What is the difference between the friend class and inheritance consept in C++? [closed]

In C++ ,friend class allows us to inherit the proprieties of one class to another class(es) which is also possible using inheritance. And also in inheritance we can set different levels of privileges to the child class(es) depending on our requirements, which suggests inheritance is more useful than friend class. Then what more can friend class do which cannot be done using inheritance? Why is friend class introduced when there is already inheritance property which has even more functionalities?

• Sounds like a question for stackoverflow. – Yuval Filmus Feb 29 '16 at 13:01
• This isn't the place to ask about the difference in usage, but it might be reasonable to ask about the difference in meaning. Inheritance (should) denote Liskov substitutability, which is a different notion from privacy. – Pseudonym Feb 29 '16 at 13:35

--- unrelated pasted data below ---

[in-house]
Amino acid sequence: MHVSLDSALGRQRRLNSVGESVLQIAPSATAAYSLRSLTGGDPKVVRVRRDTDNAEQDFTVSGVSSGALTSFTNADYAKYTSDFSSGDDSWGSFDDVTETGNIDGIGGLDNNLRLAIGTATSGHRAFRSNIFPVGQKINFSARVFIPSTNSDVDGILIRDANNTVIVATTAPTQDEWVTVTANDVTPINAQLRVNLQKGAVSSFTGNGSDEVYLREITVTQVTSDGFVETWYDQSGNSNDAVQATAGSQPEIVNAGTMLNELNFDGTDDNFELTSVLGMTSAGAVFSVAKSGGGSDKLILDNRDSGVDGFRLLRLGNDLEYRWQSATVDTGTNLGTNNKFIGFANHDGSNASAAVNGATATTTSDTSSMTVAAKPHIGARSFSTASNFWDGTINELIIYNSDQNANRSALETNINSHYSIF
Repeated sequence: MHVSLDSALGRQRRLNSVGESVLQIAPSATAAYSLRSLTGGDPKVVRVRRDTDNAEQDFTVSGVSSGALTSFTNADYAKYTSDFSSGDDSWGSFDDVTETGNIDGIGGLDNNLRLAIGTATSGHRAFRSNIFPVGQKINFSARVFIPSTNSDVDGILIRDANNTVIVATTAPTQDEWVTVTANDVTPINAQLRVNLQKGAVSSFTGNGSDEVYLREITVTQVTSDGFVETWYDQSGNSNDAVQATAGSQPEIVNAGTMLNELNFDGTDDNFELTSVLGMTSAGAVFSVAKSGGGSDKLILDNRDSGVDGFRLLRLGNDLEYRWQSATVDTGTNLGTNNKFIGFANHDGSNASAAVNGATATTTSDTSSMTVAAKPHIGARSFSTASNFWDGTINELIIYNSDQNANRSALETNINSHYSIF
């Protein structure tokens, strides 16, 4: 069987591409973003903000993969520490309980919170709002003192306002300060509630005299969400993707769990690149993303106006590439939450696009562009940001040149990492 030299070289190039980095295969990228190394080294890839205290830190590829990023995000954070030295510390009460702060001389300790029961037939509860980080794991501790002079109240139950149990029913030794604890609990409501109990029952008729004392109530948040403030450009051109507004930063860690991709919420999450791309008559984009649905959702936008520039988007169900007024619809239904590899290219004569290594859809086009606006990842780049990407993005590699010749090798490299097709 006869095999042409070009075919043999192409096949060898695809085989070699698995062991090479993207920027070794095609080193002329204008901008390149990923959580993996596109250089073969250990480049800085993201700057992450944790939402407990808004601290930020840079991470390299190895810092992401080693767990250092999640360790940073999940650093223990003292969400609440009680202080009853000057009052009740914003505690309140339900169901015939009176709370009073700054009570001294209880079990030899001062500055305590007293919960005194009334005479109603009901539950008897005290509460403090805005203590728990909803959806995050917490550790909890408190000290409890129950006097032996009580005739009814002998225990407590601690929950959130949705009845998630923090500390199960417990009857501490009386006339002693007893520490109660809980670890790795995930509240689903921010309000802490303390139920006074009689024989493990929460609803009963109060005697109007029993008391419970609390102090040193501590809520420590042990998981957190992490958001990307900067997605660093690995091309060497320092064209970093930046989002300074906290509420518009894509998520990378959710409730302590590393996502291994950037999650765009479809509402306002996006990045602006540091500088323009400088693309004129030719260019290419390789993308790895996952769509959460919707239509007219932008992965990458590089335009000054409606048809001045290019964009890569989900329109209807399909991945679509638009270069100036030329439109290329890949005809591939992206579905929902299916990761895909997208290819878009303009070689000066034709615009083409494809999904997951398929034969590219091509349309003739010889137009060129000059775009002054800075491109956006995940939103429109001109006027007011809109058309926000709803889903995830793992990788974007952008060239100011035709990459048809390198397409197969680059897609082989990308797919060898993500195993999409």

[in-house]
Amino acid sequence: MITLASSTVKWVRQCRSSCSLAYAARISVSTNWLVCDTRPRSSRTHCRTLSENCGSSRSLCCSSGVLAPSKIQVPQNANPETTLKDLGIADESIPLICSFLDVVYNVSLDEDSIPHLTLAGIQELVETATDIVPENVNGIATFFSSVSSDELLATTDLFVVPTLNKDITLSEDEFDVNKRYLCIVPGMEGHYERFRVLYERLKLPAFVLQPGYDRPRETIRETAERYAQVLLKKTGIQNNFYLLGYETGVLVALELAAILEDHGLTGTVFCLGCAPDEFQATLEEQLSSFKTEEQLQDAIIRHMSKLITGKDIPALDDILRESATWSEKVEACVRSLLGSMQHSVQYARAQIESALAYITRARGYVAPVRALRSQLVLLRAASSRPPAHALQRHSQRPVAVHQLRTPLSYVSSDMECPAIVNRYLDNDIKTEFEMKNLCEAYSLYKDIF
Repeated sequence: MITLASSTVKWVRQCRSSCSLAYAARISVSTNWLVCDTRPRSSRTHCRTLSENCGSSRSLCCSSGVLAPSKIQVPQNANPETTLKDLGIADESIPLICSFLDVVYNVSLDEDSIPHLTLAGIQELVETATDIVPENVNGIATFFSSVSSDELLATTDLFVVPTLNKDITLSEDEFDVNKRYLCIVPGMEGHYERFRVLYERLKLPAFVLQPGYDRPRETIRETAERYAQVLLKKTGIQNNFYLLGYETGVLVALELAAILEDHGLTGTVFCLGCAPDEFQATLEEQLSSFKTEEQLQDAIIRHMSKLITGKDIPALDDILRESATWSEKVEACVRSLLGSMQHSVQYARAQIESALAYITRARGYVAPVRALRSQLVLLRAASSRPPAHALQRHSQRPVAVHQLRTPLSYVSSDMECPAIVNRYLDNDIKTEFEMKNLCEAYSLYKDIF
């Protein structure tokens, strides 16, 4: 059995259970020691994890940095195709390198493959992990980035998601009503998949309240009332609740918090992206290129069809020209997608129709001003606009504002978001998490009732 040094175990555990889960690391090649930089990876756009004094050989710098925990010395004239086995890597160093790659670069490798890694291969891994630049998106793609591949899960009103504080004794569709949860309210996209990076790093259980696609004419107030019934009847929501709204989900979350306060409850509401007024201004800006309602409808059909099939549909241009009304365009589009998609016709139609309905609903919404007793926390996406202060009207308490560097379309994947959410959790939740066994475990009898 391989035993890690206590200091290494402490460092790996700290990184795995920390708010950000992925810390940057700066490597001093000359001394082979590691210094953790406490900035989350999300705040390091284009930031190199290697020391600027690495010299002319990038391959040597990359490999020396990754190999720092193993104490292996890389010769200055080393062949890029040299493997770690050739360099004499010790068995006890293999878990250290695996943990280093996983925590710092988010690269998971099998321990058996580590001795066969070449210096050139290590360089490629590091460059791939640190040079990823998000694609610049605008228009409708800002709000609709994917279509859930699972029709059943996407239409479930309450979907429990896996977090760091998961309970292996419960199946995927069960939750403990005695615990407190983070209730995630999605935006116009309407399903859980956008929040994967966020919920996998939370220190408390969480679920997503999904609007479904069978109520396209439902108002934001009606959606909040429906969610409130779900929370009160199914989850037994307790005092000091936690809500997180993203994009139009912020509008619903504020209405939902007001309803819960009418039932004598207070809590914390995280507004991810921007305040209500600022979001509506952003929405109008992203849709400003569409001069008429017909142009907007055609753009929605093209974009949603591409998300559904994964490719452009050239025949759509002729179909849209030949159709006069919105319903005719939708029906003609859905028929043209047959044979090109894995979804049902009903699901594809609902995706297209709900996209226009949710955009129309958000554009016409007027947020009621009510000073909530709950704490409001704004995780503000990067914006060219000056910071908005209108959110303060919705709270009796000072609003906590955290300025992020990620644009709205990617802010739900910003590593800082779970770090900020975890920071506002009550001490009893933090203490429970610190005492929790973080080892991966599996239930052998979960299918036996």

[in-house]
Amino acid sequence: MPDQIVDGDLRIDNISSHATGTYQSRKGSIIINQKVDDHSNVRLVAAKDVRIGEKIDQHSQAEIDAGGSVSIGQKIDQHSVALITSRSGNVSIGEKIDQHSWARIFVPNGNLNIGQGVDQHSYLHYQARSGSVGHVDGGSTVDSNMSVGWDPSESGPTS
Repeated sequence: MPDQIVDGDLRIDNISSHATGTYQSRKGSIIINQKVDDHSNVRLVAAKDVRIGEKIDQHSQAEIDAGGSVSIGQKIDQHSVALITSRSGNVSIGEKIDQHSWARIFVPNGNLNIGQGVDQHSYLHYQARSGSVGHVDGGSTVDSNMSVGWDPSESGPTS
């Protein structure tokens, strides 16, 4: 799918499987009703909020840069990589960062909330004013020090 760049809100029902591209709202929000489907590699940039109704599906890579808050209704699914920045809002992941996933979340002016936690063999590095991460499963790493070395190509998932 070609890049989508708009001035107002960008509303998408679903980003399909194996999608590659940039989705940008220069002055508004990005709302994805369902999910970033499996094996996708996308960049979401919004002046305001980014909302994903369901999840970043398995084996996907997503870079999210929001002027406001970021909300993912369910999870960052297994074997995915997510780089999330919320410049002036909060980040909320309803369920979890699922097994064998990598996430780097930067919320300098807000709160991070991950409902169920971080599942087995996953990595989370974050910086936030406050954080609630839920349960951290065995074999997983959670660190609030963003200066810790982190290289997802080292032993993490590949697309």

• – Bojack Feb 29 '16 at 14:07
• To whomever keeps flagging these comments: they are neither rude nor offensive so they won't be removed. In fact, the comments here strike me as particularly constructive, as they tell the OP 1) where the question is more likely to be well-received, 2) how this question may be refocused to be ontopic here, and 3) where an answer can be found. – Raphael Feb 29 '16 at 20:11
• Let's say your cat has fleas. That's the cat's private business. But you, as the cat's owner, want access to that private business. Without being a cat yourself. That's the important thing: Inheritance would mean only cats can determine if one cat has fleas. "friend" classes and functions mean other classes can as well. – gnasher729 Jan 10 '17 at 10:50

To declare a class (or a function) a friend allows the friend to access private members [the naming in C++ is not my fault!] (data or function) directly. They aren't "inherited" in any meaningful way. Yes, it creates a interdependency, but very different and a lot weaker than inheritance does.